There exists a large volume of documents and data regarding Korin and the Kariganeya within the Konishi family, into which Juichiro was adopted. These documents are designated important cultural property as the 'documents related to Korin Ogata' (some are in the collection of the Osaka Municipal Museum of Art, and some maintained in the Agency for Cultural Affairs). Included in this collection are wills written by Korin and Korin's father, Soken, Korin's sketchbook Choju Shaseicho (Sketchbook of birds and animals), other sketches, and a collection of designs, which are important data in the study of Korin's life and work. Among the sketches are sketches of beautiful women-- a rare form of work by Korin.

Art work

Most of Korin's works do not show a definite date and the dates of most of his works are inferred from the signatures and seals on the works.

Sotatsu TAWARAYA, whose date of birth and death are unknown, is admired as much as Korin; but there seems to have been no teacher-student relationship between them. However, some of Korin's paintings, such as the Fujin Raijin-zu (Wind God and Thunder God Screen) and Maki Kaede-zu (picture of Chinese black pine and maple trees), are based on Sotatsu's original drawing, and there is no doubt that Korin had consciously learned from Sotatsu.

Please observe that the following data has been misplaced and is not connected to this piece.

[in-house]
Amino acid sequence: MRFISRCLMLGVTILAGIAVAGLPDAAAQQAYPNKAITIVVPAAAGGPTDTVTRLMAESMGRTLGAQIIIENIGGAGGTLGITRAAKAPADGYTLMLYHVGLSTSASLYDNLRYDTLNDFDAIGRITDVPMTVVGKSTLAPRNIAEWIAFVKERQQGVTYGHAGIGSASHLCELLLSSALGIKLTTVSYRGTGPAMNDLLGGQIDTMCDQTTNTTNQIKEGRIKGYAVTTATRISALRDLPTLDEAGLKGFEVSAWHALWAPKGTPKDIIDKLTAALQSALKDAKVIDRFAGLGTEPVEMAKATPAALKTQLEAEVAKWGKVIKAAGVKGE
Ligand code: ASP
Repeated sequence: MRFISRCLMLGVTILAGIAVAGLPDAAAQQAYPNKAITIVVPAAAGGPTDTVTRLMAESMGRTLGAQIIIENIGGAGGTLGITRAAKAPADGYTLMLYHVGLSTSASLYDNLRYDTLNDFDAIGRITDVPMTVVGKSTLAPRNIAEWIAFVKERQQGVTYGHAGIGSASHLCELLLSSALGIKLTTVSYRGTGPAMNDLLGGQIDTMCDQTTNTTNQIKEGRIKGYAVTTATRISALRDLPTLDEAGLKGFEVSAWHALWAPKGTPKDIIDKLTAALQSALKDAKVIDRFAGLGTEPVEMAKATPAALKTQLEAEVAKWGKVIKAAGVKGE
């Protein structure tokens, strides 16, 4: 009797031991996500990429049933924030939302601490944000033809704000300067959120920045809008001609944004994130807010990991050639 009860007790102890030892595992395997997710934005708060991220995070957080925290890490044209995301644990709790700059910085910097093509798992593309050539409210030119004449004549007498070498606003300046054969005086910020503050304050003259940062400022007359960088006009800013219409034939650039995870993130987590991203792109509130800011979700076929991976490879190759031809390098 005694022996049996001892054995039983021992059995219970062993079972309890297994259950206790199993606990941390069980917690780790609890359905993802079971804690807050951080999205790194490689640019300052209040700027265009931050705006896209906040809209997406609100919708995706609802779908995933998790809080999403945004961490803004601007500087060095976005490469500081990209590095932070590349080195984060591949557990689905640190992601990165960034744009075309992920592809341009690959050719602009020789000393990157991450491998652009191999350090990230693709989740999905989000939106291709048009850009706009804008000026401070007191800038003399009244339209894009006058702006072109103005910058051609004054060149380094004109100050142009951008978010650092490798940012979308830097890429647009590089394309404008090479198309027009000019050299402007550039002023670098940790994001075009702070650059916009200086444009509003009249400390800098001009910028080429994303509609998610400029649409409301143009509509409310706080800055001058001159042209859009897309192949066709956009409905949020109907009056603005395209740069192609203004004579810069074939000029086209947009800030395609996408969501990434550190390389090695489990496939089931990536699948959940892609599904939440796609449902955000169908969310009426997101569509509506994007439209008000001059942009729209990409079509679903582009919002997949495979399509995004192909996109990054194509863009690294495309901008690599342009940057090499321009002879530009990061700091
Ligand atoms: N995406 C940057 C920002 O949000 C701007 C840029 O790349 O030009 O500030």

Paintings
Kakitsubata-zu six panel fold screen, Nezu Museum (National Treasure)
Portrait of Kuranosuke NAKAMURA, The Museum Yamatobunkakan, 1704 (Important Cultural Property)
Taikobo-zu (picture of an angler), Kyoto National Museum (Important Cultural Property)
Shiki Soka-zukan (flowers of the four seasons), private collection 1705